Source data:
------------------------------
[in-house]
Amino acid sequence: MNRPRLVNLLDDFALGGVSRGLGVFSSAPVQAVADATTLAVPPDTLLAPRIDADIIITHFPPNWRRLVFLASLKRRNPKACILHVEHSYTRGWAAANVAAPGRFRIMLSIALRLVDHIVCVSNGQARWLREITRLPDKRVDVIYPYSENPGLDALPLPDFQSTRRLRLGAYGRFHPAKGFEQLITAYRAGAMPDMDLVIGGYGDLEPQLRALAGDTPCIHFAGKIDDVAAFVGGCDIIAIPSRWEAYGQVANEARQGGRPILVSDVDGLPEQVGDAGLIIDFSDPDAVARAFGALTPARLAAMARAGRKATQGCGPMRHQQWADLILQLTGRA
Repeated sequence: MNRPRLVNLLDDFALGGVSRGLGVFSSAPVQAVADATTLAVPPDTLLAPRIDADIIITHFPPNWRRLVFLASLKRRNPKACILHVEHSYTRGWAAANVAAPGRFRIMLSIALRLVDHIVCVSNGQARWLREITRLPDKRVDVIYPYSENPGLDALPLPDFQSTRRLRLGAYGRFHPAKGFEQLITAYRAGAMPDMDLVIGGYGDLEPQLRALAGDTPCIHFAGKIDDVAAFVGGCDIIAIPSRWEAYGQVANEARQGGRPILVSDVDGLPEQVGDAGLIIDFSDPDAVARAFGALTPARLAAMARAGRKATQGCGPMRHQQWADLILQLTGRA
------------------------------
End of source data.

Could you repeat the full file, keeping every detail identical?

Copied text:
[in-house]
Amino acid sequence: MNRPRLVNLLDDFALGGVSRGLGVFSSAPVQAVADATTLAVPPDTLLAPRIDADIIITHFPPNWRRLVFLASLKRRNPKACILHVEHSYTRGWAAANVAAPGRFRIMLSIALRLVDHIVCVSNGQARWLREITRLPDKRVDVIYPYSENPGLDALPLPDFQSTRRLRLGAYGRFHPAKGFEQLITAYRAGAMPDMDLVIGGYGDLEPQLRALAGDTPCIHFAGKIDDVAAFVGGCDIIAIPSRWEAYGQVANEARQGGRPILVSDVDGLPEQVGDAGLIIDFSDPDAVARAFGALTPARLAAMARAGRKATQGCGPMRHQQWADLILQLTGRA
Repeated sequence: MNRPRLVNLLDDFALGGVSRGLGVFSSAPVQAVADATTLAVPPDTLLAPRIDADIIITHFPPNWRRLVFLASLKRRNPKACILHVEHSYTRGWAAANVAAPGRFRIMLSIALRLVDHIVCVSNGQARWLREITRLPDKRVDVIYPYSENPGLDALPLPDFQSTRRLRLGAYGRFHPAKGFEQLITAYRAGAMPDMDLVIGGYGDLEPQLRALAGDTPCIHFAGKIDDVAAFVGGCDIIAIPSRWEAYGQVANEARQGGRPILVSDVDGLPEQVGDAGLIIDFSDPDAVARAFGALTPARLAAMARAGRKATQGCGPMRHQQWADLILQLTGRA